The Deringer pocket pistol achieved its greatest popularity during the mid-1850s and was a favorite of civilians seeking a compact, easily concealed firearm.  Although the Deringer pistol was limited by its single-shot capacity, its light weight and small size gave it a distinct advantage over bulkier, unconcealable alternatives.  The one-shot limitation was often overcome by carrying two pistols.  The pocket pistols were sold as pairs for approximately $22 to $25.  
     With the advent of breechloading firearms, self-contained cartridges, and the Civil War, the demand for Deringer pistols and other percussion weapons declined sharply. The lack of a standardized caliber among Deringers made them impractical for military use.  Because each pair of Deringer pistols included a bullet mold specific to the caliber of the two matching pistols, loss of this mold virtually precluded the proper fit of ammunition for the set.  With its obvious inadequacy as a military weapon, sales of the Deringer pistol during the war were low.  Following the death of Henry Deringer in 1868, the market for pocket pistols opened to competitors eager to apply the breechloading system to a concealable weapon.
     The Deringer pocket pistol is a small, short-barreled, single-action percussion design. The barrel ranged in length from less than one to four or more inches and was made from wrought iron browned with a chemical solution that imparted copper-colored streaks to the barrel.  Partially round and partially octagonal, the Deringer barrel was flattened and slotted on top to accept a blade-style front sight and was rifled with seven grooves, right twist, and the caliber varied from .33 to .51 inches.
     A typical Deringer pistol had a black walnut stock with a checkered grip, a checkered hammer thumb piece, and an S-shaped trigger guard. The mountings of the pistol were engraved German silver or sometimes gold or gold-plated.  Mountings were attached to the stock with pins, with the exception of the sideplates and buttplate, which were affixed with bolts or screws.  The lockplate and barrel were stamped with the trademark “DERINGER PHILADELA” and sometimes included an additional stamping on the top of the barrel indicating an agent's name and address.  No serial numbers were used by Deringer, but letters or digits were sometimes stamped or punched on various parts of the pistol.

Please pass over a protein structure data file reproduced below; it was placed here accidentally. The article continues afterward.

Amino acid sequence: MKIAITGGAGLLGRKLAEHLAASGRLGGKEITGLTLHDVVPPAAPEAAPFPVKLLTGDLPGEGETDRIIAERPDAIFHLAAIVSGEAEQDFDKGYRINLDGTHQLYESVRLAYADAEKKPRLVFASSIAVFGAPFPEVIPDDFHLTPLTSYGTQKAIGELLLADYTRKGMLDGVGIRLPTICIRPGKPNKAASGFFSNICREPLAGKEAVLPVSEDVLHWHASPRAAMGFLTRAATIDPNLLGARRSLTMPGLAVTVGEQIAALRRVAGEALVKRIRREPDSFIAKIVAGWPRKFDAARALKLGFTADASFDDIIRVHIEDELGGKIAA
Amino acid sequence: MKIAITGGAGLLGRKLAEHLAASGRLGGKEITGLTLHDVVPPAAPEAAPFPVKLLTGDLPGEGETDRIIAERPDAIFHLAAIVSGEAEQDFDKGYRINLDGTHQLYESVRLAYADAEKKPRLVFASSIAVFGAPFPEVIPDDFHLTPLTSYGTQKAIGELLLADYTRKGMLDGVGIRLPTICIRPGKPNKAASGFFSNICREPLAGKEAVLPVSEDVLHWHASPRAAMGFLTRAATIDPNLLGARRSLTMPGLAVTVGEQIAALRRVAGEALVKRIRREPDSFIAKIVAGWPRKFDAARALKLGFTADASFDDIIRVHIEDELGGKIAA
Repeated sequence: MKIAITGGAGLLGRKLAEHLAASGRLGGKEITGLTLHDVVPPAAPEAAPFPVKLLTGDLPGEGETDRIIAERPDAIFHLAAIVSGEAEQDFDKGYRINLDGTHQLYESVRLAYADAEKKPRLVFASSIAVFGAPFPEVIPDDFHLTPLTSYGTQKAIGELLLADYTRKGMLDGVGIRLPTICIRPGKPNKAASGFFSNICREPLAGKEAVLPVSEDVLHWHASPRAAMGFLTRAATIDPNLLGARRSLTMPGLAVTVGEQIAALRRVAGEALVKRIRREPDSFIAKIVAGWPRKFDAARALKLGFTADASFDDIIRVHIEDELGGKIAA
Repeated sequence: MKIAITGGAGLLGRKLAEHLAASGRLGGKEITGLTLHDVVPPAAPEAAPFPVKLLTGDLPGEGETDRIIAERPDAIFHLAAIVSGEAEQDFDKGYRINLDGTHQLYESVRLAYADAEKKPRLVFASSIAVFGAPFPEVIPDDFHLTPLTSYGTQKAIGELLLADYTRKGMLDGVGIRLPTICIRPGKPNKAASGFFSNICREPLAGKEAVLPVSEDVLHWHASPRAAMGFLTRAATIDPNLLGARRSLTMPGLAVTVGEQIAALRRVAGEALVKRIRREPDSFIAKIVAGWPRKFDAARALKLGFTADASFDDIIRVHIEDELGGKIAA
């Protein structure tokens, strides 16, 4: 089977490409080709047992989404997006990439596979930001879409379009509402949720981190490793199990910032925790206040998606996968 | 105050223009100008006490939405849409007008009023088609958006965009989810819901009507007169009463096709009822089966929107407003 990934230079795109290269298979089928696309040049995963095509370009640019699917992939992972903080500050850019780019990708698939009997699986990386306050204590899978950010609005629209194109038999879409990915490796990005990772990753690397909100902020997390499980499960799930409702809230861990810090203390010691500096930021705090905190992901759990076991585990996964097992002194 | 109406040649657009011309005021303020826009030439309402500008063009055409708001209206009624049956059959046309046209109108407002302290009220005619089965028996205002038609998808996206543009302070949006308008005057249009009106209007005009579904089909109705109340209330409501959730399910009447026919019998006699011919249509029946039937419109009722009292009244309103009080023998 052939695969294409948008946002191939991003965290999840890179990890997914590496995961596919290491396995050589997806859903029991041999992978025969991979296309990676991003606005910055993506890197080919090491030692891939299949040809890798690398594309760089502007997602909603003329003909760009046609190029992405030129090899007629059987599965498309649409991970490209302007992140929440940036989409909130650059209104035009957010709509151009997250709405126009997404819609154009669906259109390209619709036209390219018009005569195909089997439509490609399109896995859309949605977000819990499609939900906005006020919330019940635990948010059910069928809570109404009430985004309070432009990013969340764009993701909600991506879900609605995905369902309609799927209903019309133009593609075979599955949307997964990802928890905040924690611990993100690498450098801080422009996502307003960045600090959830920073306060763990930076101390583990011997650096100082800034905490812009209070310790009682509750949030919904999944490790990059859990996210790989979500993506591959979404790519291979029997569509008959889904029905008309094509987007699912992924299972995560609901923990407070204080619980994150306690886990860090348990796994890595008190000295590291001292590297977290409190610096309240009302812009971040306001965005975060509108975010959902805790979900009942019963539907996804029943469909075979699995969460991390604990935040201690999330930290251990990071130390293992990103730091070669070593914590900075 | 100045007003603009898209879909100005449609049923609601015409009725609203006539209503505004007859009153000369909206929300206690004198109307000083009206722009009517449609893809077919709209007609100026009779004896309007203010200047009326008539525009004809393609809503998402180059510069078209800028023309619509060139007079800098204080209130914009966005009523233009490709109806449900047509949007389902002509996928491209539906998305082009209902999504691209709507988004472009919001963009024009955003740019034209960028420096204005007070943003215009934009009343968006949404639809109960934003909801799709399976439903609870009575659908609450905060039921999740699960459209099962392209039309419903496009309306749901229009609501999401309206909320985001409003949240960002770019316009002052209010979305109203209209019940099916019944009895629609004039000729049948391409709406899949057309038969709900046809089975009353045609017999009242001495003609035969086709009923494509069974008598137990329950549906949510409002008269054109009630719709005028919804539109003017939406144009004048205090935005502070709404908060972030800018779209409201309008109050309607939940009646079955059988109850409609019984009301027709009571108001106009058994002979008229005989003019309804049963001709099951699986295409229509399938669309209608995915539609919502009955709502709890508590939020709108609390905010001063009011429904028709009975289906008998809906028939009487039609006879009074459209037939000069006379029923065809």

The Lincoln assassination ensured permanent notoriety for the Deringer pistol while simultaneously introducing the word "derringer" into the American lexicon as describing a concealable, short-barreled nonautomatic pistol.  The use of “Deringer” refers to a pistol manufactured by Henry Deringer, while “derringer” means a pocket pistol of any make.
     The Department of the Interior established a museum in the basement of Ford’s Theatre, displaying the pistol along with the suit Lincoln was wearing the night of the attack.  Photographs of the pistol taken in the 1930s, ‘50s, and ‘60s would take on grave significance when the weapon’s authenticity was called into question. 

Fake or Original?
     On July 28, 1997, a National Park Service curator and a U.S. Park Police captain removed the Deringer pistol from its case at Ford's Theatre and carried the firearm to the Federal Bureau of Investigation for examination.  This was not the FBI’s first role in answering questions about the Lincoln assassination.  In its first years of existence in the 1920s, the FBI investigated allegations that Booth lived for many years after Lincoln’s death.  In 1948 the FBI Laboratory examined a boot said to be worn by Booth on the night of the assassination and studied Booth’s diary in 1977.